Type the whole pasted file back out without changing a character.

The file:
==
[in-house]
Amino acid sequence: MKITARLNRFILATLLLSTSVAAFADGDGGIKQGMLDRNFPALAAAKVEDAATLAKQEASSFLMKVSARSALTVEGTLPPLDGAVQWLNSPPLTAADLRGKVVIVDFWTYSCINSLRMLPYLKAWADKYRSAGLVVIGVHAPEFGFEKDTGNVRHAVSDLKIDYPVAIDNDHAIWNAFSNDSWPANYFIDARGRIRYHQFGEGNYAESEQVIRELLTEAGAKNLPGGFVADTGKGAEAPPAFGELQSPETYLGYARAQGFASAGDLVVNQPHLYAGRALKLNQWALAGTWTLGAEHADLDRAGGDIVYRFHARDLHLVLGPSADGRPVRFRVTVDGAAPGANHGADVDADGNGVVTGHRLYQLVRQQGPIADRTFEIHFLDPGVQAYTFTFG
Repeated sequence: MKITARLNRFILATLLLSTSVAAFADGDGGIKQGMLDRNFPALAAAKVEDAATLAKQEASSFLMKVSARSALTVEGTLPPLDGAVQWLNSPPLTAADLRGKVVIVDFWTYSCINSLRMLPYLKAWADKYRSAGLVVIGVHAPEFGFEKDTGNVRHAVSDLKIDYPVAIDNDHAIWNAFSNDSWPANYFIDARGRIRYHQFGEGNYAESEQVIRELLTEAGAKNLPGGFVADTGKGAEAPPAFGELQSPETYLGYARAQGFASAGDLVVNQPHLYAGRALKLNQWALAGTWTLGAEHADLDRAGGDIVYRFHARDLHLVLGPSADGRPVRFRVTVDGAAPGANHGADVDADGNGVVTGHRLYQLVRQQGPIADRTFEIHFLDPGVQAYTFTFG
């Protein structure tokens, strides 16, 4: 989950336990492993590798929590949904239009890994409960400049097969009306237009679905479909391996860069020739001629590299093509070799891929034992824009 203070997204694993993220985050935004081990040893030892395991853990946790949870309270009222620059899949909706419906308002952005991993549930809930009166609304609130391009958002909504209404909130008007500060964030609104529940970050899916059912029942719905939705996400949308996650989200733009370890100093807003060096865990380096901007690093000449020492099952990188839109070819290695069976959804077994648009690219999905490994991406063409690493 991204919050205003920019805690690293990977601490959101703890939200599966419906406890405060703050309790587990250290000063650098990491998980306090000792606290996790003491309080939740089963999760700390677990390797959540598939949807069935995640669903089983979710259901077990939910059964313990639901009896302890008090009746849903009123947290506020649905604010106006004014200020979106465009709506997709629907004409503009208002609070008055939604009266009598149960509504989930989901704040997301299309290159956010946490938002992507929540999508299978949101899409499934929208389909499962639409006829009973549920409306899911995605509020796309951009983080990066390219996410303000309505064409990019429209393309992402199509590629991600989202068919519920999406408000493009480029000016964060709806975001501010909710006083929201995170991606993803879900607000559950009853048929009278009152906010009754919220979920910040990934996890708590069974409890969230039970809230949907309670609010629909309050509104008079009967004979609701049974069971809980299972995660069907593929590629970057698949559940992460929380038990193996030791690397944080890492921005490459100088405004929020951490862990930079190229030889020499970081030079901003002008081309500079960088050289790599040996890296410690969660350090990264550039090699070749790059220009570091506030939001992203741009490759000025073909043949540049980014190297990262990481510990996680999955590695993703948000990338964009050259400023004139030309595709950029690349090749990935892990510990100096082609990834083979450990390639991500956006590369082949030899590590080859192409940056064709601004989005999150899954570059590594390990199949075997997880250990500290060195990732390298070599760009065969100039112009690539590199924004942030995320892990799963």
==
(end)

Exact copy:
[in-house]
Amino acid sequence: MKITARLNRFILATLLLSTSVAAFADGDGGIKQGMLDRNFPALAAAKVEDAATLAKQEASSFLMKVSARSALTVEGTLPPLDGAVQWLNSPPLTAADLRGKVVIVDFWTYSCINSLRMLPYLKAWADKYRSAGLVVIGVHAPEFGFEKDTGNVRHAVSDLKIDYPVAIDNDHAIWNAFSNDSWPANYFIDARGRIRYHQFGEGNYAESEQVIRELLTEAGAKNLPGGFVADTGKGAEAPPAFGELQSPETYLGYARAQGFASAGDLVVNQPHLYAGRALKLNQWALAGTWTLGAEHADLDRAGGDIVYRFHARDLHLVLGPSADGRPVRFRVTVDGAAPGANHGADVDADGNGVVTGHRLYQLVRQQGPIADRTFEIHFLDPGVQAYTFTFG
Repeated sequence: MKITARLNRFILATLLLSTSVAAFADGDGGIKQGMLDRNFPALAAAKVEDAATLAKQEASSFLMKVSARSALTVEGTLPPLDGAVQWLNSPPLTAADLRGKVVIVDFWTYSCINSLRMLPYLKAWADKYRSAGLVVIGVHAPEFGFEKDTGNVRHAVSDLKIDYPVAIDNDHAIWNAFSNDSWPANYFIDARGRIRYHQFGEGNYAESEQVIRELLTEAGAKNLPGGFVADTGKGAEAPPAFGELQSPETYLGYARAQGFASAGDLVVNQPHLYAGRALKLNQWALAGTWTLGAEHADLDRAGGDIVYRFHARDLHLVLGPSADGRPVRFRVTVDGAAPGANHGADVDADGNGVVTGHRLYQLVRQQGPIADRTFEIHFLDPGVQAYTFTFG
């Protein structure tokens, strides 16, 4: 989950336990492993590798929590949904239009890994409960400049097969009306237009679905479909391996860069020739001629590299093509070799891929034992824009 203070997204694993993220985050935004081990040893030892395991853990946790949870309270009222620059899949909706419906308002952005991993549930809930009166609304609130391009958002909504209404909130008007500060964030609104529940970050899916059912029942719905939705996400949308996650989200733009370890100093807003060096865990380096901007690093000449020492099952990188839109070819290695069976959804077994648009690219999905490994991406063409690493 991204919050205003920019805690690293990977601490959101703890939200599966419906406890405060703050309790587990250290000063650098990491998980306090000792606290996790003491309080939740089963999760700390677990390797959540598939949807069935995640669903089983979710259901077990939910059964313990639901009896302890008090009746849903009123947290506020649905604010106006004014200020979106465009709506997709629907004409503009208002609070008055939604009266009598149960509504989930989901704040997301299309290159956010946490938002992507929540999508299978949101899409499934929208389909499962639409006829009973549920409306899911995605509020796309951009983080990066390219996410303000309505064409990019429209393309992402199509590629991600989202068919519920999406408000493009480029000016964060709806975001501010909710006083929201995170991606993803879900607000559950009853048929009278009152906010009754919220979920910040990934996890708590069974409890969230039970809230949907309670609010629909309050509104008079009967004979609701049974069971809980299972995660069907593929590629970057698949559940992460929380038990193996030791690397944080890492921005490459100088405004929020951490862990930079190229030889020499970081030079901003002008081309500079960088050289790599040996890296410690969660350090990264550039090699070749790059220009570091506030939001992203741009490759000025073909043949540049980014190297990262990481510990996680999955590695993703948000990338964009050259400023004139030309595709950029690349090749990935892990510990100096082609990834083979450990390639991500956006590369082949030899590590080859192409940056064709601004989005999150899954570059590594390990199949075997997880250990500290060195990732390298070599760009065969100039112009690539590199924004942030995320892990799963």